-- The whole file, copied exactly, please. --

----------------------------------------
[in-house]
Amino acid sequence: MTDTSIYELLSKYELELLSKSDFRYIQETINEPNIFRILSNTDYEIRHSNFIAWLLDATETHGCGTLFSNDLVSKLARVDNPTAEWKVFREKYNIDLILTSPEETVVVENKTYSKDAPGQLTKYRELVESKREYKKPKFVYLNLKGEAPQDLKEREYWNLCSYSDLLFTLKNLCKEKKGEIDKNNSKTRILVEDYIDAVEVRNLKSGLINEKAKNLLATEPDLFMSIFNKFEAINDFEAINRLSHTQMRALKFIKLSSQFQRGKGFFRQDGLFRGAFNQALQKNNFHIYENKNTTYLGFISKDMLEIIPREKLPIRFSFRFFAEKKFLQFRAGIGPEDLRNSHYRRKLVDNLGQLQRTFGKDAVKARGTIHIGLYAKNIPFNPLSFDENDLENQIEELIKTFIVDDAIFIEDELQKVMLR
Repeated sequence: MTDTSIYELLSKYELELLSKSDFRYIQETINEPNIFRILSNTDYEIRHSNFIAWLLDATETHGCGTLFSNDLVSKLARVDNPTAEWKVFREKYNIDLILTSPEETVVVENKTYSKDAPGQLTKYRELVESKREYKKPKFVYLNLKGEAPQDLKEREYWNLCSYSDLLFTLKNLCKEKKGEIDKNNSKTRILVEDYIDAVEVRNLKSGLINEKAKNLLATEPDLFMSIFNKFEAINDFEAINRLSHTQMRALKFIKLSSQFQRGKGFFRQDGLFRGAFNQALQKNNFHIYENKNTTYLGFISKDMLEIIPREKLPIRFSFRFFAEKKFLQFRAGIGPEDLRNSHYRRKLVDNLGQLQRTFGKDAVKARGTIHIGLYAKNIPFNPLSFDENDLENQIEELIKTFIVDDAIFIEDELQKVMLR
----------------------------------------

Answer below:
[in-house]
Amino acid sequence: MTDTSIYELLSKYELELLSKSDFRYIQETINEPNIFRILSNTDYEIRHSNFIAWLLDATETHGCGTLFSNDLVSKLARVDNPTAEWKVFREKYNIDLILTSPEETVVVENKTYSKDAPGQLTKYRELVESKREYKKPKFVYLNLKGEAPQDLKEREYWNLCSYSDLLFTLKNLCKEKKGEIDKNNSKTRILVEDYIDAVEVRNLKSGLINEKAKNLLATEPDLFMSIFNKFEAINDFEAINRLSHTQMRALKFIKLSSQFQRGKGFFRQDGLFRGAFNQALQKNNFHIYENKNTTYLGFISKDMLEIIPREKLPIRFSFRFFAEKKFLQFRAGIGPEDLRNSHYRRKLVDNLGQLQRTFGKDAVKARGTIHIGLYAKNIPFNPLSFDENDLENQIEELIKTFIVDDAIFIEDELQKVMLR
Repeated sequence: MTDTSIYELLSKYELELLSKSDFRYIQETINEPNIFRILSNTDYEIRHSNFIAWLLDATETHGCGTLFSNDLVSKLARVDNPTAEWKVFREKYNIDLILTSPEETVVVENKTYSKDAPGQLTKYRELVESKREYKKPKFVYLNLKGEAPQDLKEREYWNLCSYSDLLFTLKNLCKEKKGEIDKNNSKTRILVEDYIDAVEVRNLKSGLINEKAKNLLATEPDLFMSIFNKFEAINDFEAINRLSHTQMRALKFIKLSSQFQRGKGFFRQDGLFRGAFNQALQKNNFHIYENKNTTYLGFISKDMLEIIPREKLPIRFSFRFFAEKKFLQFRAGIGPEDLRNSHYRRKLVDNLGQLQRTFGKDAVKARGTIHIGLYAKNIPFNPLSFDENDLENQIEELIKTFIVDDAIFIEDELQKVMLR